Eagle Ski Club Yearbook Advanced Ski Mountaineering Course 2012 Report
The article below is the unedited version of a report on the Eagle Ski Club Advanced Ski Mountaineering Course I ran in 2012.
It is presented here for other Eagles thinking about whether this course might be appropriate to their needs.
Thanks to Paul O'Brien for putting it all together.
CHAMONIX : ADVANCED SKI MOUNTAINEERING
18 – 25 February
This course provided the rare and valuable opportunity of personal instruction in ski mountaineering in what is clearly an ideal setting. Regrettably the 6 available places were not all filled; one eagle not confirming his booking, and another breaking his leg on a “warm up day” before the course had started! The remaining four professed a variety of goals for the week against a background of varied abilities; Andy Perkins juggled the course content accordingly and catered for us all masterfully.
“Le Meteo” for the week was scrutinised on day 1 with Andy testing our french as well as understanding of the safety implications of predicted weather conditions. Significance of wind direction, temperatures, freezing levels, anticipated precipitation were all considered in planning activities for each day.
Route planning and the importance of being versatile in adapting to changing conditions was the focus of a tour on day 2 over the Col de Crochues (2704m) accessed via the Flegere lift system. An unexpected increase in the north easterly breeze prompted two changes of the planned route. After booting up the last 40m to the col, we traversed down to skiers’ right underneath the Pointe Alphonse Faure and then up to the Col de Berard (2407m). The north facing slope of the Vallon de Berard offered some great untracked pitches and the run out to Le Buet along the valley floor was beautiful.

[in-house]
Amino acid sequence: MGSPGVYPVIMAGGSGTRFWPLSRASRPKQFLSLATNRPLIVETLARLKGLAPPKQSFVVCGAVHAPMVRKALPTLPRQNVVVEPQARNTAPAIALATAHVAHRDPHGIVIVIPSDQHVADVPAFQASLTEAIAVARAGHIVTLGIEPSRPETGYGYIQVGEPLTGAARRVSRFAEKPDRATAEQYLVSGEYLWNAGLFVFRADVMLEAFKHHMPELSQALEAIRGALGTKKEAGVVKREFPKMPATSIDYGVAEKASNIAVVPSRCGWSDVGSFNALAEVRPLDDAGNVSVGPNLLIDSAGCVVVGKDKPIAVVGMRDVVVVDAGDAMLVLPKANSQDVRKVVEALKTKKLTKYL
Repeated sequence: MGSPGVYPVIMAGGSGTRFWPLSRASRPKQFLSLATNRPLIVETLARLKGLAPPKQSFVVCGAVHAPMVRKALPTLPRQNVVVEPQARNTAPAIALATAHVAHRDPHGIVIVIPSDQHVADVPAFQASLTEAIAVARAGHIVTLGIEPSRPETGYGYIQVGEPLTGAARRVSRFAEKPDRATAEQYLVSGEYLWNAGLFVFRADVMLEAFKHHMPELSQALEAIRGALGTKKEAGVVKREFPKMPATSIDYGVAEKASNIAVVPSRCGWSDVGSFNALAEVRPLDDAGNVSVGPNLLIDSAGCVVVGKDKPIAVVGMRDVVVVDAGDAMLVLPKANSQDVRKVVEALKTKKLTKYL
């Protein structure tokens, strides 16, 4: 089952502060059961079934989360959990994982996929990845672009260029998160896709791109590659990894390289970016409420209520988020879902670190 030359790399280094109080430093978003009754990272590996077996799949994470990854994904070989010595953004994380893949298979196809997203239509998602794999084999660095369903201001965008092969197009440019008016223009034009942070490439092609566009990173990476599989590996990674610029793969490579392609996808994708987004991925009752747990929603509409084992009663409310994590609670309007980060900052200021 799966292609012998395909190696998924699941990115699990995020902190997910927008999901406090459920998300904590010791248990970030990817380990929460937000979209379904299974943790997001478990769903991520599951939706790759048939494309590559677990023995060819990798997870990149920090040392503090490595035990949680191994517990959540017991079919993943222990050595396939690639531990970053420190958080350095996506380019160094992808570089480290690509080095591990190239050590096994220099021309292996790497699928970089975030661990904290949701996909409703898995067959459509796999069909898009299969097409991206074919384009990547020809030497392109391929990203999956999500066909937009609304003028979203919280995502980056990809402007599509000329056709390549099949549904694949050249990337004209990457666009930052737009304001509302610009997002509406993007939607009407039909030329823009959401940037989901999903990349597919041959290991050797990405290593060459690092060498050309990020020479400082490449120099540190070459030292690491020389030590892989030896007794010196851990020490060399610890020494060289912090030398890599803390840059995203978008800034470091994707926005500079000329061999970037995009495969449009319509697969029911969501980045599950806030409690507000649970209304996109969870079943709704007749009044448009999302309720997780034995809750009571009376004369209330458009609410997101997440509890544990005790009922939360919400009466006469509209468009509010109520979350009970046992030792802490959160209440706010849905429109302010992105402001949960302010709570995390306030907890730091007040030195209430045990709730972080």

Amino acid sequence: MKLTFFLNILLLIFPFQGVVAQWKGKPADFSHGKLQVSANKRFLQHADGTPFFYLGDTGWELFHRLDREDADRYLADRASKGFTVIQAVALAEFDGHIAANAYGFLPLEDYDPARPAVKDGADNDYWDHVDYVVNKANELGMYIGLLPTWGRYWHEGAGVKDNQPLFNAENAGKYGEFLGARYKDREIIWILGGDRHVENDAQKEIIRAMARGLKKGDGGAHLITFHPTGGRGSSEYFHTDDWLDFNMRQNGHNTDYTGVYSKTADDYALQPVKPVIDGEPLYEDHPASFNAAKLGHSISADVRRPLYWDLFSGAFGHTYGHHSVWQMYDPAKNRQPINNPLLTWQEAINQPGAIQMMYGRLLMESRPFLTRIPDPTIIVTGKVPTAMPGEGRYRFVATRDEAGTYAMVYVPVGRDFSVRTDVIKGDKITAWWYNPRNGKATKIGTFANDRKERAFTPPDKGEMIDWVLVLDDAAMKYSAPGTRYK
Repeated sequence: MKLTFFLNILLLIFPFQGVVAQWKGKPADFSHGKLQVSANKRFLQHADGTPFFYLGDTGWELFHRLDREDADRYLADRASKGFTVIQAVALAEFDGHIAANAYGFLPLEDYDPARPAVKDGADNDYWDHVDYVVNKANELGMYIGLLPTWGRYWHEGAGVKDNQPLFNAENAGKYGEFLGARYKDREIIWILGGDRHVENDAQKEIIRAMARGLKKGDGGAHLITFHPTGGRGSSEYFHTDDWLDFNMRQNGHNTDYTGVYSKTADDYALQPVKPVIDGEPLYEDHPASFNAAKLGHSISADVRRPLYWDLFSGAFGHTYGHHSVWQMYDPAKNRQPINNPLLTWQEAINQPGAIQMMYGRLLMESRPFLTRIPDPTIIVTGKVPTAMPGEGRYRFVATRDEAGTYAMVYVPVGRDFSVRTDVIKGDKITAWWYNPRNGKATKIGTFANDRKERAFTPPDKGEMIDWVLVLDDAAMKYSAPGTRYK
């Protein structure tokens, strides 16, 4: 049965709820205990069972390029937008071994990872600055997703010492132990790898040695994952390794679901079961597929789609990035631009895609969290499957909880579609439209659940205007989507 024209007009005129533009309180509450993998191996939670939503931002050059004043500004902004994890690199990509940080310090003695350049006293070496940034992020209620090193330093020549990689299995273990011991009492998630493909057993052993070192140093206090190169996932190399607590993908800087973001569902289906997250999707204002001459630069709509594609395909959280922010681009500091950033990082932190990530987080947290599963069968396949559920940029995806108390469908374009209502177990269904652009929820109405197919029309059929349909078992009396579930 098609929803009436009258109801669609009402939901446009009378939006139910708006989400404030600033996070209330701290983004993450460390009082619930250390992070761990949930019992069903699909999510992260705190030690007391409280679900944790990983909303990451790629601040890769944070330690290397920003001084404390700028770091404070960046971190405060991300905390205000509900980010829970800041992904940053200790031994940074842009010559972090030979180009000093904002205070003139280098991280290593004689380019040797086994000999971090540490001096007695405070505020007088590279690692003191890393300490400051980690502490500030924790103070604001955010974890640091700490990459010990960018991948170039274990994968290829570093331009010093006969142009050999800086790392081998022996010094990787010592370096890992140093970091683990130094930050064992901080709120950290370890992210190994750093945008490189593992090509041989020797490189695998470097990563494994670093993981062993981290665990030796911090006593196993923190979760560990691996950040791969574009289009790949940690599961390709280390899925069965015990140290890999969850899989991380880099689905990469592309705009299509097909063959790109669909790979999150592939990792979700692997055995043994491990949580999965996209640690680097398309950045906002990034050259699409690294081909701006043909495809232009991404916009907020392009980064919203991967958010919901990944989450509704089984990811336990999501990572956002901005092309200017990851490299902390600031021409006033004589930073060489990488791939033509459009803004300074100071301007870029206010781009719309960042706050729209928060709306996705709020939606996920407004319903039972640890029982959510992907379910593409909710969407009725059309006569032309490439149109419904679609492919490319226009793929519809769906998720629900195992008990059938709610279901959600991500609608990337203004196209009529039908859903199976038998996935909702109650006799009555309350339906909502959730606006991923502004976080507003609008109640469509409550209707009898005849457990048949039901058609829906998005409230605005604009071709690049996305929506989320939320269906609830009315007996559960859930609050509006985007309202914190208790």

The expected weak front forecast for Thursday duly arrived overnight, and the light was flat; time for navigation practice above Les Houches. Interpretation of features on the map and their observation on the ground, calibration of pacing whilst skinning up varying gradients, plotting and checking bearings, usefully exposed some potential pitfalls and inaccuracies including the compass bearings of some gps devices!
Travelling safely and efficiently through the mountains is probably the key objective of ski touring, and coping with difficult snow conditions is paramount. These lessons were amply demonstrated on skiing across the Glacier du Geant from the Aiguille du Midi (3842m) to the Col des Flambeaux (3407m) for the view down to Italy. The snow was severely wind affected giving a very challenging surface to ski with prominent sastrugi interspersed with thin breakable crust covering pockets of soft snow. We skinned up the glacier below le Petit Flambeau roped together as a team. Then, descending via La Vierge and les Seracs du Geant, opportunities to read the snow ahead were rewarded with some powder pitches as well as some more survival skiing through heavy porridge as the temperature climbed. Some very useful tips on skiing technique were gratefully received.
The ability to assess the stability of the snowpack is vital. This message was graphically illustrated by Andy in lecture format and amply reinforced in practice throughout the week. The factors affecting avalanche risk were repeatedly identified, and where appropriate quantified, as a continual process on each tour. Avalanche rescue techniques were studied and practised with the accent being on teamwork and communication.